On DVD: The Best High School Movie You Haven't Seen

ezramiller_225.jpgA big festival hit but otherwise a brash indie too grim and severe to really break out in theaters, Antonio Campos's Afterschool is one of the best movies ever made about high school -- that is, it nails the experience to the wall with a gutter spike. I'm not talking about the fun but fantastical high school movies you're thinking of, like Fast Times at Ridgemont High, but the movies that capture the lostness, the social combat, and the pubertal angst, movies like Gus Van Sant's Elephant, Lindsay Anderson's If..., Shunji Iwai's All about Lily Chou-Chou, and Tim Hunter's River's Edge. (I'd throw in Park Ki-hyeong's moody K-horror epic Ghost School Trilogy and Frederick Wiseman's High School, but maybe that's enough adolescent hallway dread already.)

Campos's movie is a formidably controlled, brilliant, scary piece of work, an unmistakable art film -- and he made it when he was 24. His style is sleek and cool, yet the movie is often shot and framed off-center, as if the camera were just rolling without the actor's knowledge. Every wide-screen shot suggests a mystery, a secret story. In fact, the mumbling, introverted protagonist, Robert (Ezra Miller), mitigates his loneliness and awkwardness by joining his New England prep school's AV club, and the film is liberally punctuated with footage he shoots, climaxing with an innocuous study of an empty hallway that, after a while, accidentally captures two blonde twin students screaming and hemorrhaging after doing some badly cut coke.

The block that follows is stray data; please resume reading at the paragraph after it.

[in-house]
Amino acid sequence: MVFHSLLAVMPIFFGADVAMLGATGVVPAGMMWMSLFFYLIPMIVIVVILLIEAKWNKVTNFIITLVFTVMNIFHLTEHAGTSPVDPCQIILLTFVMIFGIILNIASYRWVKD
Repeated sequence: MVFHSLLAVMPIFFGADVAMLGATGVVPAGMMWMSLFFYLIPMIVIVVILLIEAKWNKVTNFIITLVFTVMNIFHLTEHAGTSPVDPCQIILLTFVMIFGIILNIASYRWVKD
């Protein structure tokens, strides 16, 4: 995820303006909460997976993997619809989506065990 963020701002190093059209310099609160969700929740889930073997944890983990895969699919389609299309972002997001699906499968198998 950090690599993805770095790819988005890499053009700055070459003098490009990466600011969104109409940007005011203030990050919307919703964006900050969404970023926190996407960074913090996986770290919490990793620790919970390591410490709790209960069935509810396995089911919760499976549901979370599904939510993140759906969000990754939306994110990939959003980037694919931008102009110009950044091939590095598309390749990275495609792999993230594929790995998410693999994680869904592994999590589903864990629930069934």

The tension ramps up at the very beginning - we're watching, with an unseen Robert, YouTube clips ranging from laughing babies to Saddam Hussein's hanging, and eventually land on a porn site defined by strangulated humiliation and brutality. ("Smells like cum in here," one of Robert's roommates say when they bust in.) From there, Campos's view of this over-nurtured environment is openly hostile - the boys are mostly sullen s**theels, the girls are victims waiting for their fate, the teachers are blathering moralizers. (Michael Stuhlbarg, of the Coens' A Serious Man, masterfully plays the principal.) But there's not a stereotype in sight, as Robert negotiates a crush on a co-ed and, after the twins' death, takes on the task of making a memorial video. We've all seen high school movies that bear no substantial resemblance to human life as we know it, but this movie is grade-A conviction, and you'll recognize the rhythms, fears and cruelties as if they were your own, even if you didn't attend a posh boarding school that holds morning assembly in a Gothic cathedral.

You have to keep your eyes and ears open -- Campos sidles in a mystery in the vein of Blow-Up and Cache -- as Robert and his friends discover a different recording of the twins' death from a different angle, suggesting all kinds of hidden plots and motivations. What's more, the death of the twins is eventually eulogized (by the administration, not Robert) with a declaration to "Never Forget!" Is an echo of 9/11 qualm just youthful pretension on Campos's part? Maybe, but I'm always happy when young filmmakers swing for the cheap seats, come hell or high water. Afterschool quite clearly shows the active influence of Michael Haneke (as does Campos's short, The Last 15, included on the DVD), and if the end product is sophomore Haneke, that still makes it more interesting and eloquent than 90% of American indies. Maybe the penultimate revelation Campos gives us is a touch sensational, but the following climactic moments, hinting at sociopathic urges haunting the stacks and halls like radio waves, are breathtakers.